We live in a kind of strange limbo between the villagers and the lives we left behind. My wife was educated in Boğazıcı (Bosphorus) University, the oldest and still the most prestigious in Turkey. Besides Turkish, she speaks fluently two other languages, French and English. She learned her French in her early years at another famous Istanbul school–Notre Dame de Sion. It seems she is full of prestigious while me? Well, there is a country song which says “I’m just an old lump of coal but I’m a gonna be a diamond someday.”
I was raised in the US, therefore I speak two languages, profanity and broken English! My Turkish is slowly limping along, I know a lot of words, just not enough of the same kind of words to put together a credible sentence!! I converse with our village neighbors occasionally when they catch me outside. My little scraps of Turkish and their ability to gesture and make significant faces allow us to communicate in a way which I often find remarkable.
My wife speaks Istanbul Turkish which is to say “proper” Turkish. The village people speak their own brand with plenty of accents and occasionally words which when used in a sentence take on a completely different meaning. Since many of them often speak fast, even my wife, on occasion, has difficulty understanding what they are saying.
We own the DVD of a very interesting film called “Snatch” by Guy Ritchie, the writer and director who also wrote and directed “Lock, Stock and Three Smoking Barrels“, two very funny films. There is a scene in the film “Snatch” where two British guys are listening to Mickey, played by Brad Pitt, speak to them in a version of English called “pikey” which is also a derogatory term for a gypsy. After a few conversational passes at them with what appear to have some meaning only to the pikeys, one of the British guys says “yeh I understand, allow me a moment to confer with my colleague” whereupon he turns his back to the pikeys with his friend and says “did you understand anything he just said?” This scene is so funny to us because this is what my wife occasionally goes through with our village neighbors.
I recently finished reading a book about people in Turkey along the south coast where we live and set from 1900 until the end of the Turkish revolution in 1923. It is called “Birds Without Wings by Louis de Bernieres who also wrote “Captain Corelli’s Mandolin” which became a bit famous when Nicholas Cage starred in the film version. My wife is reading it now, she says that she is learning many things about her country she did not know because of our marriage. I am an amateur historian and love to read all about that “old stuff”. Many highly educated Turkish people still do not have a good grasp of their history. Somewhat because until the last couple of decades it was not too healthy to have an overly inquiring mind as several violently deceased journalists found out. Also Turkish history makes a huge deal of the Ottoman Empire and Mustafa Kemal Ataturk, the founder of the Turkish Republic. Both of these historical sagas are the stuff of legends for sure, but that is not all there is to know and far, far too many citizens just do not know or do not want to know.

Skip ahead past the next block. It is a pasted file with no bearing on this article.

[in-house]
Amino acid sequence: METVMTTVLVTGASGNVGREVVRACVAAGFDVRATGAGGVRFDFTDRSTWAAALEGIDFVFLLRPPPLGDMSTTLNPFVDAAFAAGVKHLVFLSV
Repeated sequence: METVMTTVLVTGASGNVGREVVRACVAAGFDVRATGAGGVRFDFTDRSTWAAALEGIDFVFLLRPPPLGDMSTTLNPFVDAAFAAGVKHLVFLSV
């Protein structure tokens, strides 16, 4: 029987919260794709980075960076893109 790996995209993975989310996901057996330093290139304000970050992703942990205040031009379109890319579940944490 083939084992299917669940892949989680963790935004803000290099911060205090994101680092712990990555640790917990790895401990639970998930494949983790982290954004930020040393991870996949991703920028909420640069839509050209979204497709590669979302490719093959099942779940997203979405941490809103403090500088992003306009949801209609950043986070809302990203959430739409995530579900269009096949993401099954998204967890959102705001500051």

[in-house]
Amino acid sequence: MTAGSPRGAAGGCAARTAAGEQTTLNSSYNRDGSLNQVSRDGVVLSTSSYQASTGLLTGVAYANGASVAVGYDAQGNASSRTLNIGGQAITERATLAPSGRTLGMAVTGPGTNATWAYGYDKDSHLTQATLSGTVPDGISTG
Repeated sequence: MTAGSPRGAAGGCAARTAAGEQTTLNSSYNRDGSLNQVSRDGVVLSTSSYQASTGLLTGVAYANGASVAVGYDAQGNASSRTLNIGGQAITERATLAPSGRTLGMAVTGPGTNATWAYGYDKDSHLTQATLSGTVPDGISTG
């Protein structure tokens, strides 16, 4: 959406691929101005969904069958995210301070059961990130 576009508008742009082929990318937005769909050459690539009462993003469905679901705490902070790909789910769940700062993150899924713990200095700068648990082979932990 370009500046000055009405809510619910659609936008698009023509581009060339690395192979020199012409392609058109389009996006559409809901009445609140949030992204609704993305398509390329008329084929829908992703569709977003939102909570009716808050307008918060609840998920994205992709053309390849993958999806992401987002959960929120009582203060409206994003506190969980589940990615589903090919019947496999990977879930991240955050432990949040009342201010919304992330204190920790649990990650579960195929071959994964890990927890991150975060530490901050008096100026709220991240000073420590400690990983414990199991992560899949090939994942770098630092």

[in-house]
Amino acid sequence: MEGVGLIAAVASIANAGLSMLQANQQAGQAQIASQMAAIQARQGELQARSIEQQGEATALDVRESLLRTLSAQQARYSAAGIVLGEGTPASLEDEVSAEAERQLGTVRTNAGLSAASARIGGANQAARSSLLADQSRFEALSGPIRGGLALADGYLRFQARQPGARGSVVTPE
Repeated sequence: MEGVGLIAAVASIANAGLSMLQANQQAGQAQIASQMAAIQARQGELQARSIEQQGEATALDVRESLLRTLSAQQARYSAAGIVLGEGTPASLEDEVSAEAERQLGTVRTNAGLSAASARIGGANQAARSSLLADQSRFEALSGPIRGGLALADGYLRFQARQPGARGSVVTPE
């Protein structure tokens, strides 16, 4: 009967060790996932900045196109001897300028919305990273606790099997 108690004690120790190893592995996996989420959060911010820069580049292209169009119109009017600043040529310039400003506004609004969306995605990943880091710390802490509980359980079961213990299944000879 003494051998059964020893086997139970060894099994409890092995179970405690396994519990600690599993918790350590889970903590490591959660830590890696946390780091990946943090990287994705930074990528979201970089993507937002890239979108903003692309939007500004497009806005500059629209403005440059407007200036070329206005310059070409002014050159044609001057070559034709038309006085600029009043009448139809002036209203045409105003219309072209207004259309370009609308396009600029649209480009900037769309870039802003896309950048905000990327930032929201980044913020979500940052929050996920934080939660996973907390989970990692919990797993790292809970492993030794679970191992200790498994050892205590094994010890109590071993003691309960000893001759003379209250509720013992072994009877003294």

I am not certain it is much better in other countries, just different I suppose. Any citizens who question the legitimacy of the nation in which they reside do so at their peril. Even, even, in the grand old US of A… I will write more about that later.
I have taken a teaching job in Istanbul for the remainder of this school year. An unusual event for a school to hire a teacher mid-term unless a teacher is fired, resigns or dies, none of which is the case with me. The Headmaster of the school and I have known each other for several years and he kindly offered me this job when his technology administrator told the Headmaster he needed more time to work on the development of a school wide technology plan.
So, next week, my wife and I take off for five months to “Ole Stamboul” for life in the huge, noisy, dirty and traffic choked city. Ahhh, will I never learn? Last night late I stepped out on the terrace and listened and could hear–absolutely nothing!! I will miss that for the interregnum of our time away. By the way, Istanbul is the largest city in Europe!!!